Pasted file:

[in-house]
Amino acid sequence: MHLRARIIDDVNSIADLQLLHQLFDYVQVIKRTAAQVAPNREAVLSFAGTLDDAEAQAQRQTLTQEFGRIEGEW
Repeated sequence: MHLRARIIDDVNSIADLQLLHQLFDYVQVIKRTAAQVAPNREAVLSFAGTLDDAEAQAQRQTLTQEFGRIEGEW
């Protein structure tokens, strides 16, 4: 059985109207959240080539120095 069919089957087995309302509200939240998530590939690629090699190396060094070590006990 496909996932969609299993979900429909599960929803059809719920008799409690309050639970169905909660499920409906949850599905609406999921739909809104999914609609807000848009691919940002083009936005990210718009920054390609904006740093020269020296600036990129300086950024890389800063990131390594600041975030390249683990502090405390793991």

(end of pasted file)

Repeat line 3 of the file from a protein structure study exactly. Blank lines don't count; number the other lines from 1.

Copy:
Repeated sequence: MHLRARIIDDVNSIADLQLLHQLFDYVQVIKRTAAQVAPNREAVLSFAGTLDDAEAQAQRQTLTQEFGRIEGEW